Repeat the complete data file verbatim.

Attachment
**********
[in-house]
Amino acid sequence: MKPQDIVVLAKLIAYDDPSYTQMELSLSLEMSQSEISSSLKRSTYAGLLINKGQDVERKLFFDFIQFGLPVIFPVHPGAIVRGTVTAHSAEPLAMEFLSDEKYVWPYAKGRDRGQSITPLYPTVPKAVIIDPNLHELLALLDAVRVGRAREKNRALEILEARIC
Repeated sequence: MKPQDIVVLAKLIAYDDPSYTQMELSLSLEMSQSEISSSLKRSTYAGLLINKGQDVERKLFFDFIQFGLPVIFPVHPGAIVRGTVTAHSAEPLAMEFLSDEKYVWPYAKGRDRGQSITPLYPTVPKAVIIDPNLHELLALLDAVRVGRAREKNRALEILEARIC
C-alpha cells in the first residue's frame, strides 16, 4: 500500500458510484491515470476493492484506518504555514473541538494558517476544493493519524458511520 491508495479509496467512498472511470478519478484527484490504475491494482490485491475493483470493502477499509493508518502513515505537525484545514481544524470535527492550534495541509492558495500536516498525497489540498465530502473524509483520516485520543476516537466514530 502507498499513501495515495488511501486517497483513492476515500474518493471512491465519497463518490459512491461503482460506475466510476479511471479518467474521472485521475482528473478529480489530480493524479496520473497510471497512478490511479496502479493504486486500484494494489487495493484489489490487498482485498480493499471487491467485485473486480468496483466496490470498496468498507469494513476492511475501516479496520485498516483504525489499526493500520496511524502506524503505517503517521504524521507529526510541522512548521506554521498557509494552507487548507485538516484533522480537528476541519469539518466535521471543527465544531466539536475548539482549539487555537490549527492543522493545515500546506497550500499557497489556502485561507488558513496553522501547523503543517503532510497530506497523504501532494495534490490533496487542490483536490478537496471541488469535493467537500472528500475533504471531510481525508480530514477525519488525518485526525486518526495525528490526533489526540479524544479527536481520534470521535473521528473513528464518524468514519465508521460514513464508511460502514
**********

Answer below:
[in-house]
Amino acid sequence: MKPQDIVVLAKLIAYDDPSYTQMELSLSLEMSQSEISSSLKRSTYAGLLINKGQDVERKLFFDFIQFGLPVIFPVHPGAIVRGTVTAHSAEPLAMEFLSDEKYVWPYAKGRDRGQSITPLYPTVPKAVIIDPNLHELLALLDAVRVGRAREKNRALEILEARIC
Repeated sequence: MKPQDIVVLAKLIAYDDPSYTQMELSLSLEMSQSEISSSLKRSTYAGLLINKGQDVERKLFFDFIQFGLPVIFPVHPGAIVRGTVTAHSAEPLAMEFLSDEKYVWPYAKGRDRGQSITPLYPTVPKAVIIDPNLHELLALLDAVRVGRAREKNRALEILEARIC
C-alpha cells in the first residue's frame, strides 16, 4: 500500500458510484491515470476493492484506518504555514473541538494558517476544493493519524458511520 491508495479509496467512498472511470478519478484527484490504475491494482490485491475493483470493502477499509493508518502513515505537525484545514481544524470535527492550534495541509492558495500536516498525497489540498465530502473524509483520516485520543476516537466514530 502507498499513501495515495488511501486517497483513492476515500474518493471512491465519497463518490459512491461503482460506475466510476479511471479518467474521472485521475482528473478529480489530480493524479496520473497510471497512478490511479496502479493504486486500484494494489487495493484489489490487498482485498480493499471487491467485485473486480468496483466496490470498496468498507469494513476492511475501516479496520485498516483504525489499526493500520496511524502506524503505517503517521504524521507529526510541522512548521506554521498557509494552507487548507485538516484533522480537528476541519469539518466535521471543527465544531466539536475548539482549539487555537490549527492543522493545515500546506497550500499557497489556502485561507488558513496553522501547523503543517503532510497530506497523504501532494495534490490533496487542490483536490478537496471541488469535493467537500472528500475533504471531510481525508480530514477525519488525518485526525486518526495525528490526533489526540479524544479527536481520534470521535473521528473513528464518524468514519465508521460514513464508511460502514